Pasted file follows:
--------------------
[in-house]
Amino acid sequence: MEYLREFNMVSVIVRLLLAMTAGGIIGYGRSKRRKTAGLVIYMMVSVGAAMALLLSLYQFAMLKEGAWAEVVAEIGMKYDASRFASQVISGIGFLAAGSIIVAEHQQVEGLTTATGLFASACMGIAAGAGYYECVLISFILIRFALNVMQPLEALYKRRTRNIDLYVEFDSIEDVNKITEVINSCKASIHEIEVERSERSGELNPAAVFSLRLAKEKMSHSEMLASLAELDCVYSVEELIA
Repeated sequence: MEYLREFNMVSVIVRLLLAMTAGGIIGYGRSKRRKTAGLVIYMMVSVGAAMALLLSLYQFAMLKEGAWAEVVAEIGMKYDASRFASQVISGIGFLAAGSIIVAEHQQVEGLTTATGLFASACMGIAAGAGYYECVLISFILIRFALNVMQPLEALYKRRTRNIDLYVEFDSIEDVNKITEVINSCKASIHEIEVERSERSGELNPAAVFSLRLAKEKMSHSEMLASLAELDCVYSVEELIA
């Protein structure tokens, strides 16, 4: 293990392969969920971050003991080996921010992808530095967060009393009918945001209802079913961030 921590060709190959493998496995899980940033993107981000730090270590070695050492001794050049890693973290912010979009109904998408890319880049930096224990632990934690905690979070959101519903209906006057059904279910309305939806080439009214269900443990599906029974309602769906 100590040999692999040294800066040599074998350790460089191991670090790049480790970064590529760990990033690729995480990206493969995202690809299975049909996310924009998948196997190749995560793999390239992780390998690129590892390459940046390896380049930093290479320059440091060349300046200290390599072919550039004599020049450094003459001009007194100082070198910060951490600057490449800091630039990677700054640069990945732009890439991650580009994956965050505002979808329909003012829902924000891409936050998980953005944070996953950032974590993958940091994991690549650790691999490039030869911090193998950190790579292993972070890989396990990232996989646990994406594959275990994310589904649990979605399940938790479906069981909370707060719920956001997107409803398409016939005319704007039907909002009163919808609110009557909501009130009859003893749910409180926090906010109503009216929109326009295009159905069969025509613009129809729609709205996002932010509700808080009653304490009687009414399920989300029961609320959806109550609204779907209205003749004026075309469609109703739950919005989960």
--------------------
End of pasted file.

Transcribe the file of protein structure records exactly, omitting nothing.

[in-house]
Amino acid sequence: MEYLREFNMVSVIVRLLLAMTAGGIIGYGRSKRRKTAGLVIYMMVSVGAAMALLLSLYQFAMLKEGAWAEVVAEIGMKYDASRFASQVISGIGFLAAGSIIVAEHQQVEGLTTATGLFASACMGIAAGAGYYECVLISFILIRFALNVMQPLEALYKRRTRNIDLYVEFDSIEDVNKITEVINSCKASIHEIEVERSERSGELNPAAVFSLRLAKEKMSHSEMLASLAELDCVYSVEELIA
Repeated sequence: MEYLREFNMVSVIVRLLLAMTAGGIIGYGRSKRRKTAGLVIYMMVSVGAAMALLLSLYQFAMLKEGAWAEVVAEIGMKYDASRFASQVISGIGFLAAGSIIVAEHQQVEGLTTATGLFASACMGIAAGAGYYECVLISFILIRFALNVMQPLEALYKRRTRNIDLYVEFDSIEDVNKITEVINSCKASIHEIEVERSERSGELNPAAVFSLRLAKEKMSHSEMLASLAELDCVYSVEELIA
């Protein structure tokens, strides 16, 4: 293990392969969920971050003991080996921010992808530095967060009393009918945001209802079913961030 921590060709190959493998496995899980940033993107981000730090270590070695050492001794050049890693973290912010979009109904998408890319880049930096224990632990934690905690979070959101519903209906006057059904279910309305939806080439009214269900443990599906029974309602769906 100590040999692999040294800066040599074998350790460089191991670090790049480790970064590529760990990033690729995480990206493969995202690809299975049909996310924009998948196997190749995560793999390239992780390998690129590892390459940046390896380049930093290479320059440091060349300046200290390599072919550039004599020049450094003459001009007194100082070198910060951490600057490449800091630039990677700054640069990945732009890439991650580009994956965050505002979808329909003012829902924000891409936050998980953005944070996953950032974590993958940091994991690549650790691999490039030869911090193998950190790579292993972070890989396990990232996989646990994406594959275990994310589904649990979605399940938790479906069981909370707060719920956001997107409803398409016939005319704007039907909002009163919808609110009557909501009130009859003893749910409180926090906010109503009216929109326009295009159905069969025509613009129809729609709205996002932010509700808080009653304490009687009414399920989300029961609320959806109550609204779907209205003749004026075309469609109703739950919005989960």